A few years after the plans were revealed, the legal and regulated online gambling market finally launched on April 4th, 2022. Several big-name operators who had previously secured licenses went live on opening day. PointsBet, theScore, Rivalry, Rush Street Interactive, Bet365, FanDuel and 888 are some of the best Ontario-licensed operators available now.
Offshore gambling and the Criminal Code
Not all gambling is regulated, and the law does not make provision for gaming platforms operated outside Canadian borders. This means offshore gambling is in a legal gray area. It is neither expressly legal nor illegal, and there are no clauses on how to handle the activity.
Many Canadians still engage in offshore gambling. There are no repercussions for gambling at international casinos, except that you don’t get the player protection available with legal operators within the country.
Due to this favourable legal stance, many offshore sites target Canadian players and support Canadian dollar transactions. These sites often offer the latest and best games of 2022.
History of gambling regulations
The earliest record of gambling in Canada can be traced back to 1497 when John Abbot discovered native tribes that enjoyed playing cards in whatever form the games existed back then. The first horse racing event occurred in 1767, and by the late 1800s, the Canadian Criminal Code allowed gambling under a few conditions.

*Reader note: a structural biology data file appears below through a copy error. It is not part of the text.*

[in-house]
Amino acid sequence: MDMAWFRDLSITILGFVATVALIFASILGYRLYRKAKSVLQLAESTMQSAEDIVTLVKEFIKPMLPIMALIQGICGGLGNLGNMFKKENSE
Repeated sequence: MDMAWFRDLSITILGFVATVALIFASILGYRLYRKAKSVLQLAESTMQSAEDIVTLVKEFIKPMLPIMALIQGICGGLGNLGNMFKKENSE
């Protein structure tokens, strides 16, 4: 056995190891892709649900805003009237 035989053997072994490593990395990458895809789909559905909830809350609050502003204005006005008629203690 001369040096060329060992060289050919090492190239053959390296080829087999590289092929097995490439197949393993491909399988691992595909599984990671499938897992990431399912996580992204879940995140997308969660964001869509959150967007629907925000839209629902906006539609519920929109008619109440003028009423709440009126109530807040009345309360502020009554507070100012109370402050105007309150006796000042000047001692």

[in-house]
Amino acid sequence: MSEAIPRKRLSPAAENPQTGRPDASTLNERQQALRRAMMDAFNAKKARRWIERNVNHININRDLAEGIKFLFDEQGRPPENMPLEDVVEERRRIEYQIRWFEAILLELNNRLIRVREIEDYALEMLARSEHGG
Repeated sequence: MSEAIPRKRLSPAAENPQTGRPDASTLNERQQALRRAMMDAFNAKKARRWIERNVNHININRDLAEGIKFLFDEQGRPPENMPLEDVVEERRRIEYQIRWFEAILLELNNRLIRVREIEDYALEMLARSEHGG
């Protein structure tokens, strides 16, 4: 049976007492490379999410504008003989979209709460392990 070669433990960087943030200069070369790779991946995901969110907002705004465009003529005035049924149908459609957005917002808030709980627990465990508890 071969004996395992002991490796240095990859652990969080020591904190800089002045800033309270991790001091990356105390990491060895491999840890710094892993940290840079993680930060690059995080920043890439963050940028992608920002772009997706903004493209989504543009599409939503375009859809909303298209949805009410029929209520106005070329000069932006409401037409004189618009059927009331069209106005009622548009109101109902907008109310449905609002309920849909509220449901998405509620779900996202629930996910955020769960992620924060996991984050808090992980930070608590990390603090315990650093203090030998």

By 1910, an amendment to the law allowed pari-mutuel betting, and that was the first time it was legal for people to pool bets. Pari-mutuel horse racing thrived, and since the amendment also included charitable gaming, so did activities such as bingo and the lottery.
The next significant amendment was in 1970 when provinces were given the right to implement their own gambling laws, as is the case to this day.
Timeline of gambling law in Canada
1497 – Gambling was discovered among native tribes
1767 – The first horse racing event took place
1892 – The Criminal Code was established following the English common law
1910 – Pari-mutuel betting was allowed after an amendment to the Criminal Code
1970 – Another amendment delegated the enforcement of gambling laws to individual provinces
1985 – Sports betting became legal in Canada, except for single-game wagering
1989 – Canada’s first commercial land-based casino opened in Winnipeg
1993 – Another casino launched in Montréal
2021 – Single-game sports betting was legalized
The legal standing of online gambling in Canada
There is a rich history, but also a turbulent one, surrounding legal gambling in Canada. It was scrutinized and even prohibited at times, but it has also been used to generate revenue for the government at other times.
Currently, online gambling is legal in Canada if you’re playing at offshore sites. For operators within the country, legality depends on the province where you reside.
Bob Andrews is a content editor for Landscape Insight, With a background in journalism, Bob brings a unique perspective to his role as he oversees the creation and publication of a wide range of content, including articles, podcasts, and videos. You can reach Bob at – [email protected] or by Our website Contact Us Page.